Tuesday, May 31, 2011

Old Stuff in Museums

When we - the general public - go to museums, we tend to think of them in terms of the stuff that we see on display. Which is fair enough, but - to a degree doubtless varying with the museum - also wrong. There's a whole load of curating and preservation and additional material and scholarship going on behind the scenes, which we glimpse in dribs and drabs if we pay attention.

The Fitzwilliam's current big exhibition of Italian Drawings, which we went to see on Saturday, reminded me of this, with something of a kick. It draws largely from the museum's own back rooms - items which aren't normally on display. But one motive for going to see it is, frankly, something akin to name-dropping. It's not often that one gets a chance to see art by (among others) Leonardo, Michelangelo, Raphael, Titian, Vasari, and Modigliani, all in the same room, within a dozen miles of one's front door, after all. Okay, so what one sees is actually a bunch of, well, drawings, ranging from quite stylish but dashed-off pen-and-ink pieces to tiny preparatory sketches and doodles. But the raw density of art history in that one room is quite impressive.

That's one fairly dimly-lit room, mind. One reason that some of these highly significant pieces can't regularly appear on display is clearly that, even more than a lot of art, they're fragile. I won't quite say that they're disintegrating before one's eyes, but some of them certainly look lucky to have lasted this long, and despite all the technical brilliance of modern museums, I'd guess that they have a finite lifespan, even if it can still be measured in centuries. There's a definite sense of the memento mori when one looks at a tiny, fading sketch that was in fact dashed off by Leonardo when he was thinking about how to depict horses and riders, five hundred years ago.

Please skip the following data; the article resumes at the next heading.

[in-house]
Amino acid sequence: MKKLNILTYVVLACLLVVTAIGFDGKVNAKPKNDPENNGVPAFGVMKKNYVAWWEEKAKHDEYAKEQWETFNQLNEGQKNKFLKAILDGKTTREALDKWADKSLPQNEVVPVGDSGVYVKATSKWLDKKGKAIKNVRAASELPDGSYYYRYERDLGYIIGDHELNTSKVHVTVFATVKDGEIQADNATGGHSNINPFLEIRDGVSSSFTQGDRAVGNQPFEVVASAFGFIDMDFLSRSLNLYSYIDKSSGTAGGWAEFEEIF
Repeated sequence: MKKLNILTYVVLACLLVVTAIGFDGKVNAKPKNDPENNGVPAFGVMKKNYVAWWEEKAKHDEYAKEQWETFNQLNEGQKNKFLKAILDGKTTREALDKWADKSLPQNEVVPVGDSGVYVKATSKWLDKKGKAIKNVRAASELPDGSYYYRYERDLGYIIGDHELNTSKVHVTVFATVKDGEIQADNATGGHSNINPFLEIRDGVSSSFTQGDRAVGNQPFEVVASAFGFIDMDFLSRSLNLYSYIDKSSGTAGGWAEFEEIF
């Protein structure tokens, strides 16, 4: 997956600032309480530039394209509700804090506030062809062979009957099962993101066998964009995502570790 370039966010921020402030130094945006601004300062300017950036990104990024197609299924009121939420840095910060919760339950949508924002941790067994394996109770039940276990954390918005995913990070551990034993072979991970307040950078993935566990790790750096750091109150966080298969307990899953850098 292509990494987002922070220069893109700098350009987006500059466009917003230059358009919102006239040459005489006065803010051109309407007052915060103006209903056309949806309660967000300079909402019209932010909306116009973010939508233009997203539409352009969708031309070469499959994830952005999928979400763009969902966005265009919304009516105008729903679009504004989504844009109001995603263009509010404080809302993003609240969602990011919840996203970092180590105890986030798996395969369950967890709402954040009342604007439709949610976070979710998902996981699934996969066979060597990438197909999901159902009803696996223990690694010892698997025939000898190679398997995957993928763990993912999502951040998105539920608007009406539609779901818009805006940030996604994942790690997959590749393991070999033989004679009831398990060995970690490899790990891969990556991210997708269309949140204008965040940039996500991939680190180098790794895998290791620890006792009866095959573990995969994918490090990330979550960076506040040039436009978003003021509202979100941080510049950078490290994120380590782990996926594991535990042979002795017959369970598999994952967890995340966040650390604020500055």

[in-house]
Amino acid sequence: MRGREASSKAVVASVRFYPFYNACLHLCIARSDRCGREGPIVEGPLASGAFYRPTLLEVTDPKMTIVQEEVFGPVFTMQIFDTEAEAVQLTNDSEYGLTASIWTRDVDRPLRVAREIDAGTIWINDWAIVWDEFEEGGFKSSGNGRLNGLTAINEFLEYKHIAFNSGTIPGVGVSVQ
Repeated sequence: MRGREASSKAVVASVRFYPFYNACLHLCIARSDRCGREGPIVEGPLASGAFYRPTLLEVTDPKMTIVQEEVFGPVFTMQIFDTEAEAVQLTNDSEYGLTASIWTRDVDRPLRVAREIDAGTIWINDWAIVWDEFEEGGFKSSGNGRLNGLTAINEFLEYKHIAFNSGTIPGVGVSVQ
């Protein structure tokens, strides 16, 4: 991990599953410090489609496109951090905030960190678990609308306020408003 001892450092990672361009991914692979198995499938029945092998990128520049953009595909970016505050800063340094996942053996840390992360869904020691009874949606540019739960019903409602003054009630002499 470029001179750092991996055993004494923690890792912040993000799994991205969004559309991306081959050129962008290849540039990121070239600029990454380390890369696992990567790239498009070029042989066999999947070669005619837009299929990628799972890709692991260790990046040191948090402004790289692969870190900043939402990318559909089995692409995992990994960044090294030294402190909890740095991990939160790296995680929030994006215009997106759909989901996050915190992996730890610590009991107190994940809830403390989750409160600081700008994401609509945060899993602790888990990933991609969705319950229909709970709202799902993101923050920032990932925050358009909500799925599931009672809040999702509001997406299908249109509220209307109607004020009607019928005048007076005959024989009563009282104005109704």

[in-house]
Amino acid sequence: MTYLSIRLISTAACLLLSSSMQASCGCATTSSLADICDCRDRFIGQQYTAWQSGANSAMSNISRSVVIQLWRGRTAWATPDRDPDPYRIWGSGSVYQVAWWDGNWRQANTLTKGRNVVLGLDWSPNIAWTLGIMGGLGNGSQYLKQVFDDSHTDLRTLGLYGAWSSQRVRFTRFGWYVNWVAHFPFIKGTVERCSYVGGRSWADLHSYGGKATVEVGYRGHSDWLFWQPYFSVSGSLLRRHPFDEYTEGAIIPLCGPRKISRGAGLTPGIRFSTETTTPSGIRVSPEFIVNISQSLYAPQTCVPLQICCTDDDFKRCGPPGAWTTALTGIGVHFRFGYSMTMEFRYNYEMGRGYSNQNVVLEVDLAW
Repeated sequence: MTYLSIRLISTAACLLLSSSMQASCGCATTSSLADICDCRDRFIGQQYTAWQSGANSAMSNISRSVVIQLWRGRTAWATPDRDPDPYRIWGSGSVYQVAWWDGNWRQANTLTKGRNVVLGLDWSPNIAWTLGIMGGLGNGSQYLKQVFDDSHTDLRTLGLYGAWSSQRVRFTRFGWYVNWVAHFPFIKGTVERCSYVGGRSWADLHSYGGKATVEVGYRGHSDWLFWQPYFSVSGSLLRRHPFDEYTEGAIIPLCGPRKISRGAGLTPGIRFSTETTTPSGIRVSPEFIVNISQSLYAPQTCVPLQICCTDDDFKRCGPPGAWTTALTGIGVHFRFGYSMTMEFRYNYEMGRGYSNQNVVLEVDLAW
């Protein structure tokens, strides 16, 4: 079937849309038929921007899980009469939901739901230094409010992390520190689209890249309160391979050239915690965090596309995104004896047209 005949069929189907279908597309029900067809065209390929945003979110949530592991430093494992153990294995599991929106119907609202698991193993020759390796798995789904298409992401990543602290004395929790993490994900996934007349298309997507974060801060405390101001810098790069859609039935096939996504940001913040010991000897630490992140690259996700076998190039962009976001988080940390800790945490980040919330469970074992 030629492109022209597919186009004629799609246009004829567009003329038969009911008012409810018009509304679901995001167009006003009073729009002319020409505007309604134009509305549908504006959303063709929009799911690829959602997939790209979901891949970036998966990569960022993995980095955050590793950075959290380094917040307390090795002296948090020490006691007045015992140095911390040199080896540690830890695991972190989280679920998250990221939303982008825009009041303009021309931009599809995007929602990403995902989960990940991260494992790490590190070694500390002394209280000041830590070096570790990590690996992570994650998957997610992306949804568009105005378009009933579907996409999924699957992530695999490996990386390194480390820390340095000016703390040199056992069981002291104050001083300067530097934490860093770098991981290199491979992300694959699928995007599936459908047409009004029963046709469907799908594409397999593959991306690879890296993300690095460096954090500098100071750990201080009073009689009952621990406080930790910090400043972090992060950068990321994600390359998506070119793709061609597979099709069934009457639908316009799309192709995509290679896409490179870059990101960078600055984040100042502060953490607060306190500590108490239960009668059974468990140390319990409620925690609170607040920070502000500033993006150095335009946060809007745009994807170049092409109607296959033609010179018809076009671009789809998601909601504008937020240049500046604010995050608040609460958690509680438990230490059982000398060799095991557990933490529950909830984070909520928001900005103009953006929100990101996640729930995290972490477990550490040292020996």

Then, on Monday, we went to a completely different museum which has an equally important backroom function - the Shuttleworth Collection in Old Warden. For those who don't know it - this is a fairly substantial aircraft collection, but most impressively, it's got some old aircraft. That is to say, they have a couple of planes, in actual flying condition, which are over a hundred years old. This puts them in the business of restoration and preservation as much as any museum, which is something they happily talk about; for example, they have a Spitfire (pretty much inevitably, I guess), and one can see it in one hangar - in bits. It needs sprucing up, it seems.